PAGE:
With convenience stores leading the way in unmanned stores, planners see scope for similar formats in the wider retail sector.
At the Singapore Retail Industry Conference and Exhibition 2019 yesterday, three home-grown retailers showcased new concepts using technology such as radio-frequency identification (RFID), cashless payments and artificial intelligence (AI) that let shoppers enter stores and buy items without having to interact with a salesperson.
The companies - Pick & Go, Octobox and OMO Store - developed their innovative ideas with support from government agency Enterprise Singapore.
Mr Alan Yeo, director of the retail and design division at Enterprise Singapore, said unmanned stores deliver a fresh experience for customers while boosting productivity by reducing the manpower traditionally needed to run the stores.
The stores said inventory management, cashiering and cash counting can be automated, improving productivity by more than 50 per cent. Intelligent analytics can be used to map shopper habits and enable retailers to adapt product mix, displays and layouts.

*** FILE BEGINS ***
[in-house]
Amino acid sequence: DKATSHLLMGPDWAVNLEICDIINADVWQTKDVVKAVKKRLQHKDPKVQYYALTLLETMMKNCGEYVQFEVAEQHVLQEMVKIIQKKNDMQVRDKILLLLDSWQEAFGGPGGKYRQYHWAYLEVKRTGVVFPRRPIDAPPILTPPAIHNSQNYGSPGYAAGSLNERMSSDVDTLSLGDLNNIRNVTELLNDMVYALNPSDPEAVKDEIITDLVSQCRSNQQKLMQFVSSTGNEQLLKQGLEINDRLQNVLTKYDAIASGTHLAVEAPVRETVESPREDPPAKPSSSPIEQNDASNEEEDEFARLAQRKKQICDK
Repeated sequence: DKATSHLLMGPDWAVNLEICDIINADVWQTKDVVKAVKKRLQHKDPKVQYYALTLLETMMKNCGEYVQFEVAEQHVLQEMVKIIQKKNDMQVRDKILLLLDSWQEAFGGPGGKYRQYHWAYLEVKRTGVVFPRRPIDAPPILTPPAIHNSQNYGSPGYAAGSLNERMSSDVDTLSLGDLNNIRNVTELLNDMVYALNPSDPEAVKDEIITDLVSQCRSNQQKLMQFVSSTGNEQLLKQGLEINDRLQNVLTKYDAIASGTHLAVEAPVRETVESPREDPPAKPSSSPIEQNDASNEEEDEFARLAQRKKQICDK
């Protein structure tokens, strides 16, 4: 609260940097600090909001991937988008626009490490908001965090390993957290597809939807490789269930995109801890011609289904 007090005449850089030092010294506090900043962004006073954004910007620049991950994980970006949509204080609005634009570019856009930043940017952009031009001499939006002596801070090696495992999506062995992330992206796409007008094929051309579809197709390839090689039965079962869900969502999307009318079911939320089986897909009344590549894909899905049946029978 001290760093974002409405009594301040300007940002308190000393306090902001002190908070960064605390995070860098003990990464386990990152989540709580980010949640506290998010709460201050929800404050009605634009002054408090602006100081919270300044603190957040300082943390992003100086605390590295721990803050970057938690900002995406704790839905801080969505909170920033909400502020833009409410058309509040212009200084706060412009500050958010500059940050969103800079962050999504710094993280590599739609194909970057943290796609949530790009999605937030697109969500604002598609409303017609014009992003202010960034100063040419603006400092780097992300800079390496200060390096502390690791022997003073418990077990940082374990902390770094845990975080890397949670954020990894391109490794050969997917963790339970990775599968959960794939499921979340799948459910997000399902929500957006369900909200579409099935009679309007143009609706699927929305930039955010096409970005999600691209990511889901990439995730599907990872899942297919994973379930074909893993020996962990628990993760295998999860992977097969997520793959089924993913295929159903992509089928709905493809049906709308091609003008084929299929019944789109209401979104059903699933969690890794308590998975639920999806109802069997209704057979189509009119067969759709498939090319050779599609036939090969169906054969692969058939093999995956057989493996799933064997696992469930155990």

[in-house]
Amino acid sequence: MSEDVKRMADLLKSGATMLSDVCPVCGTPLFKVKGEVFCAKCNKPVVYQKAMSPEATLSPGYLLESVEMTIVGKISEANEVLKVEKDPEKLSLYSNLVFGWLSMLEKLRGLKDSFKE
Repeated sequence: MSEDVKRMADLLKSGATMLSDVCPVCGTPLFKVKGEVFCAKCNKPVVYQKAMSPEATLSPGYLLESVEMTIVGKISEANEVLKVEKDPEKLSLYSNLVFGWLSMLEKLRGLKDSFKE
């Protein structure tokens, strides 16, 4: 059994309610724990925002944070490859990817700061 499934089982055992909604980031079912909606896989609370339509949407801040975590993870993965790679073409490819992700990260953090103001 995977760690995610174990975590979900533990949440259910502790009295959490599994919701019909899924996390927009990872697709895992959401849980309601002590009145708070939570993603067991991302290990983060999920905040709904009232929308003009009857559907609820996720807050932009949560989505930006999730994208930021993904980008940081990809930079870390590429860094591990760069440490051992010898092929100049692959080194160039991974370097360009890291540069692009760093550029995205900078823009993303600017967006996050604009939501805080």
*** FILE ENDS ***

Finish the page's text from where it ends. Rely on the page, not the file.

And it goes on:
Mr Yeo said: "While convenience store operators are leading the adoption of the unmanned store format, we see potential for such retail formats to be successfully adopted by retailers."
At Octobox's unmanned store, customers scan their palms to get inside. When they have chosen their items, they go into a check-out room which automatically detects the RFID tags on their purchases. To pay, customers use their DBS PayLah wallet.
In a press release, Octobox managing director Jeffrey Sun said: "Unmanned stores are the future of retail, and Octobox is excited to be growing this new concept and delivering interesting retail experiences to consumers in Singapore."
The company opened its first store at the National University of Singapore's (NUS) University Town earlier this month, and plans to open a second one on Jurong Island this year.
OMO Store will open a store at NUS' School of Computing next month, while Pick & Go will open one at the Singapore University of Technology and Design in October.
Analysts say for more retailers to set up unmanned stores, successful pioneers will need to lead the way.
Mr Amos Tan, a senior lecturer at Singapore Polytechnic's School of Business, said: "There will definitely be interest in these new unmanned convenience stores. Other businesses will be watching and if these new stores are successful, then others will be more ready to adopt these technologies."